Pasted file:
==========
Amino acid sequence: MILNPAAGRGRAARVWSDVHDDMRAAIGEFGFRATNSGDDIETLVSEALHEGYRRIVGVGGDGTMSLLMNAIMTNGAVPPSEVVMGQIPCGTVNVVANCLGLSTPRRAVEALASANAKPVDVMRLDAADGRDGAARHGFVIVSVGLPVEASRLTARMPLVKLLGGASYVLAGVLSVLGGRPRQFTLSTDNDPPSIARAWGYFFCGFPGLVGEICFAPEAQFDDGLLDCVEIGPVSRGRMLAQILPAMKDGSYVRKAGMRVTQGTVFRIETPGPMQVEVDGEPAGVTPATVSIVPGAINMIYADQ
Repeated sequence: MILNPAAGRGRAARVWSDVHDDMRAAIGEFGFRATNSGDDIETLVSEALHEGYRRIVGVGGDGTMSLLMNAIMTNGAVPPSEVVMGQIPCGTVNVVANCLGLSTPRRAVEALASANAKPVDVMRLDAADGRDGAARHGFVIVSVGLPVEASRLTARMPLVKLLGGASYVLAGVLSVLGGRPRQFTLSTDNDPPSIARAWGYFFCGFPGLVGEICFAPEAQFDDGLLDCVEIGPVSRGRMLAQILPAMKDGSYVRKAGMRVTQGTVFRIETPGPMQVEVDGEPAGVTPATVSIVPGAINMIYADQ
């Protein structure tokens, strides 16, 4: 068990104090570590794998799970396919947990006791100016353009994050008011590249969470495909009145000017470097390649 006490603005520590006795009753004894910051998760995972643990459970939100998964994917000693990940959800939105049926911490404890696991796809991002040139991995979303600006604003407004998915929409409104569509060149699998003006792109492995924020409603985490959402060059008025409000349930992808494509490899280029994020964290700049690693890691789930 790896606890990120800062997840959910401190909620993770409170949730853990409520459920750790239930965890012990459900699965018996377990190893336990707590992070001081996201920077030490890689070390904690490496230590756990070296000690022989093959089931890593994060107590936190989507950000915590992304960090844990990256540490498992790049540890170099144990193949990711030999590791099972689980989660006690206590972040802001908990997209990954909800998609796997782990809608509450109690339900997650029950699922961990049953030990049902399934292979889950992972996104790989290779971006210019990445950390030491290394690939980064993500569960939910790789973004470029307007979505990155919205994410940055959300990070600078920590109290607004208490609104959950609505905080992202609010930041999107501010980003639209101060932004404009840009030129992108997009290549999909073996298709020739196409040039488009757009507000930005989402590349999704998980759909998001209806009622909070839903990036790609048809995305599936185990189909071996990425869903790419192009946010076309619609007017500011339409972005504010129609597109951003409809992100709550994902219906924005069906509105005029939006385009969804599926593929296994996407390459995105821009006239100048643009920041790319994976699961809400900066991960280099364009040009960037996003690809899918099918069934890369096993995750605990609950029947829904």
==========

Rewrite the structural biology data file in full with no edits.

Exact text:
Amino acid sequence: MILNPAAGRGRAARVWSDVHDDMRAAIGEFGFRATNSGDDIETLVSEALHEGYRRIVGVGGDGTMSLLMNAIMTNGAVPPSEVVMGQIPCGTVNVVANCLGLSTPRRAVEALASANAKPVDVMRLDAADGRDGAARHGFVIVSVGLPVEASRLTARMPLVKLLGGASYVLAGVLSVLGGRPRQFTLSTDNDPPSIARAWGYFFCGFPGLVGEICFAPEAQFDDGLLDCVEIGPVSRGRMLAQILPAMKDGSYVRKAGMRVTQGTVFRIETPGPMQVEVDGEPAGVTPATVSIVPGAINMIYADQ
Repeated sequence: MILNPAAGRGRAARVWSDVHDDMRAAIGEFGFRATNSGDDIETLVSEALHEGYRRIVGVGGDGTMSLLMNAIMTNGAVPPSEVVMGQIPCGTVNVVANCLGLSTPRRAVEALASANAKPVDVMRLDAADGRDGAARHGFVIVSVGLPVEASRLTARMPLVKLLGGASYVLAGVLSVLGGRPRQFTLSTDNDPPSIARAWGYFFCGFPGLVGEICFAPEAQFDDGLLDCVEIGPVSRGRMLAQILPAMKDGSYVRKAGMRVTQGTVFRIETPGPMQVEVDGEPAGVTPATVSIVPGAINMIYADQ
């Protein structure tokens, strides 16, 4: 068990104090570590794998799970396919947990006791100016353009994050008011590249969470495909009145000017470097390649 006490603005520590006795009753004894910051998760995972643990459970939100998964994917000693990940959800939105049926911490404890696991796809991002040139991995979303600006604003407004998915929409409104569509060149699998003006792109492995924020409603985490959402060059008025409000349930992808494509490899280029994020964290700049690693890691789930 790896606890990120800062997840959910401190909620993770409170949730853990409520459920750790239930965890012990459900699965018996377990190893336990707590992070001081996201920077030490890689070390904690490496230590756990070296000690022989093959089931890593994060107590936190989507950000915590992304960090844990990256540490498992790049540890170099144990193949990711030999590791099972689980989660006690206590972040802001908990997209990954909800998609796997782990809608509450109690339900997650029950699922961990049953030990049902399934292979889950992972996104790989290779971006210019990445950390030491290394690939980064993500569960939910790789973004470029307007979505990155919205994410940055959300990070600078920590109290607004208490609104959950609505905080992202609010930041999107501010980003639209101060932004404009840009030129992108997009290549999909073996298709020739196409040039488009757009507000930005989402590349999704998980759909998001209806009622909070839903990036790609048809995305599936185990189909071996990425869903790419192009946010076309619609007017500011339409972005504010129609597109951003409809992100709550994902219906924005069906509105005029939006385009969804599926593929296994996407390459995105821009006239100048643009920041790319994976699961809400900066991960280099364009040009960037996003690809899918099918069934890369096993995750605990609950029947829904």